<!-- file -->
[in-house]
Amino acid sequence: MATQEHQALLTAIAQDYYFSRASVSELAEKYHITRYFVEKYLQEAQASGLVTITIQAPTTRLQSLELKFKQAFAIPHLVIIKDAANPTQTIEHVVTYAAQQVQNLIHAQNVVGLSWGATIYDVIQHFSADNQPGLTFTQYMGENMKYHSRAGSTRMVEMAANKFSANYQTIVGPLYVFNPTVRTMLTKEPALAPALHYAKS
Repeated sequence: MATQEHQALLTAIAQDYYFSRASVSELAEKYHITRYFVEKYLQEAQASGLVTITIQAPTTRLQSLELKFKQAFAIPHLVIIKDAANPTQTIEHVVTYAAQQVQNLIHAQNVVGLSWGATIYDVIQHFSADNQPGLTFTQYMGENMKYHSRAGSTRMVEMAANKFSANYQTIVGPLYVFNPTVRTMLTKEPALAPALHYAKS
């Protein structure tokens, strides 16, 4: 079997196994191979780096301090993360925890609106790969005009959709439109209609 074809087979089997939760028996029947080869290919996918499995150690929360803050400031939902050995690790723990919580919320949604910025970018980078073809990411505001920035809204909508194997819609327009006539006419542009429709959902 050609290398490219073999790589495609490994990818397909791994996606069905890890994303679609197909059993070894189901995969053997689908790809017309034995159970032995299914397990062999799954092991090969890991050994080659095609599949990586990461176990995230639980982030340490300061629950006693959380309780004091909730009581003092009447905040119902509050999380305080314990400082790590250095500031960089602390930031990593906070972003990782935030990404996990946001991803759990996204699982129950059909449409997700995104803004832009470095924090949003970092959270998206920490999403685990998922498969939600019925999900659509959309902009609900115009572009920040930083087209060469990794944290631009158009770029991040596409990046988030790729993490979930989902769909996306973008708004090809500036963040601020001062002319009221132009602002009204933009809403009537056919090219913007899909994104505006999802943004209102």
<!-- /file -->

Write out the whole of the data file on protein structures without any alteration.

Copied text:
[in-house]
Amino acid sequence: MATQEHQALLTAIAQDYYFSRASVSELAEKYHITRYFVEKYLQEAQASGLVTITIQAPTTRLQSLELKFKQAFAIPHLVIIKDAANPTQTIEHVVTYAAQQVQNLIHAQNVVGLSWGATIYDVIQHFSADNQPGLTFTQYMGENMKYHSRAGSTRMVEMAANKFSANYQTIVGPLYVFNPTVRTMLTKEPALAPALHYAKS
Repeated sequence: MATQEHQALLTAIAQDYYFSRASVSELAEKYHITRYFVEKYLQEAQASGLVTITIQAPTTRLQSLELKFKQAFAIPHLVIIKDAANPTQTIEHVVTYAAQQVQNLIHAQNVVGLSWGATIYDVIQHFSADNQPGLTFTQYMGENMKYHSRAGSTRMVEMAANKFSANYQTIVGPLYVFNPTVRTMLTKEPALAPALHYAKS
């Protein structure tokens, strides 16, 4: 079997196994191979780096301090993360925890609106790969005009959709439109209609 074809087979089997939760028996029947080869290919996918499995150690929360803050400031939902050995690790723990919580919320949604910025970018980078073809990411505001920035809204909508194997819609327009006539006419542009429709959902 050609290398490219073999790589495609490994990818397909791994996606069905890890994303679609197909059993070894189901995969053997689908790809017309034995159970032995299914397990062999799954092991090969890991050994080659095609599949990586990461176990995230639980982030340490300061629950006693959380309780004091909730009581003092009447905040119902509050999380305080314990400082790590250095500031960089602390930031990593906070972003990782935030990404996990946001991803759990996204699982129950059909449409997700995104803004832009470095924090949003970092959270998206920490999403685990998922498969939600019925999900659509959309902009609900115009572009920040930083087209060469990794944290631009158009770029991040596409990046988030790729993490979930989902769909996306973008708004090809500036963040601020001062002319009221132009602002009204933009809403009537056919090219913007899909994104505006999802943004209102």